A Quantity-Driven Solution to Aggregate Grouping under the U.S. Sentencing Guidelines Manual
Louisiana State University, Baton Rouge - Paul M. Hebert Law Center
September 20, 2012
40 Florida State University Law Review 791 (2013)
The United States Sentencing Guidelines Manual mandates the grouping of many multiple counts of conviction on an aggregate basis. In these instances, the Guidelines aggregate a specific quality of the multiple counts — often the amount of drugs or money — and determine the punishment based on the aggregated quantity.
This article first undertakes a review of the purposes of grouping under the Guidelines and concludes that grouping under the Guidelines’ other grouping provisions should precede grouping on an aggregate basis in order to minimize the influence of prosecutorial charging decisions. Second, the article analyzes the text, commentary, and effect of the aggregate grouping guideline and concludes that aggregate grouping is only appropriate when the offense level determination is based primarily on quantity or some other aggregable quality of the offense. Next, the article formulates a mathematical ratio by which to test whether the offense level for an individual offense guideline is determined based primarily on an aggregable or non-aggregable quality of the offense. The ratio is then applied to every offense guideline in the Manual as well as to the distribution of each controlled substance and listed chemical. This data is reproduced in a series of appendices. The article highlights anomalies in the data and identifies the specific offense guidelines that are improperly either subjected to or excluded from aggregate grouping under the current scheme. Lastly, in an appendix, the article sets forth the text of a proposed revised aggregate grouping guideline.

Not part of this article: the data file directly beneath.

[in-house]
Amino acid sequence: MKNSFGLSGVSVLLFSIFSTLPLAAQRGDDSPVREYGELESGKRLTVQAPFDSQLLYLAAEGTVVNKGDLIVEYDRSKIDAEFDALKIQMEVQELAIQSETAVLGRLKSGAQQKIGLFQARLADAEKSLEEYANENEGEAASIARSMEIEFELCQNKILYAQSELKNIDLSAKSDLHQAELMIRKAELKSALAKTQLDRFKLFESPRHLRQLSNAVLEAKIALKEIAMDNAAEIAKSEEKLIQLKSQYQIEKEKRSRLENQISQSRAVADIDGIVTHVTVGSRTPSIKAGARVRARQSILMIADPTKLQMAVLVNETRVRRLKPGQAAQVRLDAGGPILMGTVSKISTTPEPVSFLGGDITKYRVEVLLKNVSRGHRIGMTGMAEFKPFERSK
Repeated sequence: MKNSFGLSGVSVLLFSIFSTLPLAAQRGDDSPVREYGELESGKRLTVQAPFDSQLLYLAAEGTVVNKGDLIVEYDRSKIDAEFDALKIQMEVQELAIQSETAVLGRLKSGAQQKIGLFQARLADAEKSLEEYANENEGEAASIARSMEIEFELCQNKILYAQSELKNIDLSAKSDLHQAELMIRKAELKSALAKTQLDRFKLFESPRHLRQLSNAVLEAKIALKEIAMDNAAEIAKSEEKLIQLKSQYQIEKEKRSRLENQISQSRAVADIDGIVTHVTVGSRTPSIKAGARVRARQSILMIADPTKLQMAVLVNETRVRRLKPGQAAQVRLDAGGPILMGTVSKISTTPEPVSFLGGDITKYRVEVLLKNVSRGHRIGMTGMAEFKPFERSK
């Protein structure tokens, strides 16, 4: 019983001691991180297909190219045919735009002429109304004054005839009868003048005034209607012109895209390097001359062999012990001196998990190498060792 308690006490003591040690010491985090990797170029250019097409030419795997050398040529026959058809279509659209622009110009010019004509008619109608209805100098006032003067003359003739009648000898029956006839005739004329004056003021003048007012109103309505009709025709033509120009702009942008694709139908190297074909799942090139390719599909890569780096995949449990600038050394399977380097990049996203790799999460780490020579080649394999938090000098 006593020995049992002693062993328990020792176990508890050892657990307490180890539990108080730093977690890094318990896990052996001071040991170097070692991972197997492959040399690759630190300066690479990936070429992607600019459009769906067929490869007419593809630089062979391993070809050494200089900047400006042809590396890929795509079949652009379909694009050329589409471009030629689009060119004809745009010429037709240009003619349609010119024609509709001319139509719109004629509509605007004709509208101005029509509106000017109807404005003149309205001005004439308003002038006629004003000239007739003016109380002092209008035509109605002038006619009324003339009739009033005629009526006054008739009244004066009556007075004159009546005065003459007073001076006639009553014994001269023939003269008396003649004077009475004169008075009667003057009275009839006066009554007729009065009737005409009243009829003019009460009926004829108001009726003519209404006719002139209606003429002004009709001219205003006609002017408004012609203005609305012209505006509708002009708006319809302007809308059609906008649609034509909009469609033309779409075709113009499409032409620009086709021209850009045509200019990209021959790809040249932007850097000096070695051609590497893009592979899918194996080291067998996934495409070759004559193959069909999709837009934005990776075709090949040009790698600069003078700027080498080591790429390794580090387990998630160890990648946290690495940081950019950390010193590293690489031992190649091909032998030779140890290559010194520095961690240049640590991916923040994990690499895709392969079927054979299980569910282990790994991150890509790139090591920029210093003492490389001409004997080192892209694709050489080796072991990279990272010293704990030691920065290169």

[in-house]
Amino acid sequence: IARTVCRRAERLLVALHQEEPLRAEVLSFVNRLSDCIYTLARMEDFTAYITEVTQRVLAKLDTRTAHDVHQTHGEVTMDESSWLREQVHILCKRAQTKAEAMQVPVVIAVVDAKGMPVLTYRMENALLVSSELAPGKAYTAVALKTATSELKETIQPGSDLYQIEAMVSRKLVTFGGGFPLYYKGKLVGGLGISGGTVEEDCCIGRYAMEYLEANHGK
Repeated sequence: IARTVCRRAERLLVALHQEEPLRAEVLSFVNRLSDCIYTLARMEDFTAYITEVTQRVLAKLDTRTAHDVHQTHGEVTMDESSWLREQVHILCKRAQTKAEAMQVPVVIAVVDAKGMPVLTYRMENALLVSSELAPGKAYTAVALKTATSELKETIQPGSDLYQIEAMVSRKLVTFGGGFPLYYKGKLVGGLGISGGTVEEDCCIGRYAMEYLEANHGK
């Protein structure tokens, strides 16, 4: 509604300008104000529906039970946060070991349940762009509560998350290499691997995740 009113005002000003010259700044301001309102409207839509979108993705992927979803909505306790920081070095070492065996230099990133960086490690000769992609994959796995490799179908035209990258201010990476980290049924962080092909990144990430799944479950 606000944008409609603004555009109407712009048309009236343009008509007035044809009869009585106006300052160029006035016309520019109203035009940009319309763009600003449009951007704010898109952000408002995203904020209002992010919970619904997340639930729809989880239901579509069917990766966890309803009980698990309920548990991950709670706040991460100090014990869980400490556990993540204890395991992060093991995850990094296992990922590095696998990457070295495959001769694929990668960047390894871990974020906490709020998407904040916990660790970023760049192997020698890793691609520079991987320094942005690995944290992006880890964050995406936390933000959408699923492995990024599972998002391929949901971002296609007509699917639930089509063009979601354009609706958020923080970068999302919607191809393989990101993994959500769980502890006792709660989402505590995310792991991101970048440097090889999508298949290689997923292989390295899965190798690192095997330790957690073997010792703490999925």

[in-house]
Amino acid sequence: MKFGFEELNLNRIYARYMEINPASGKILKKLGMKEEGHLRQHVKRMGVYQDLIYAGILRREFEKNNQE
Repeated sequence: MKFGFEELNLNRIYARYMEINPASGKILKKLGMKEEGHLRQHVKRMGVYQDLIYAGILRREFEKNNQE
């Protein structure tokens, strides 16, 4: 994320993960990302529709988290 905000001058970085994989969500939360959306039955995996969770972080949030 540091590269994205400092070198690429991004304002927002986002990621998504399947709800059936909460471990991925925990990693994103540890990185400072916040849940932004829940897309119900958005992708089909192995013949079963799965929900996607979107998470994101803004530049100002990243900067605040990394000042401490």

Number of Pages in PDF File: 62
Keywords: Criminal punishment, sentencing, aggregate grouping, multiple convictions, United States Sentencing Guidelines Manual, U.S. Sentencing CommissionAccepted Paper Series
Date posted: September 21, 2012 ; Last revised: September 17, 2013
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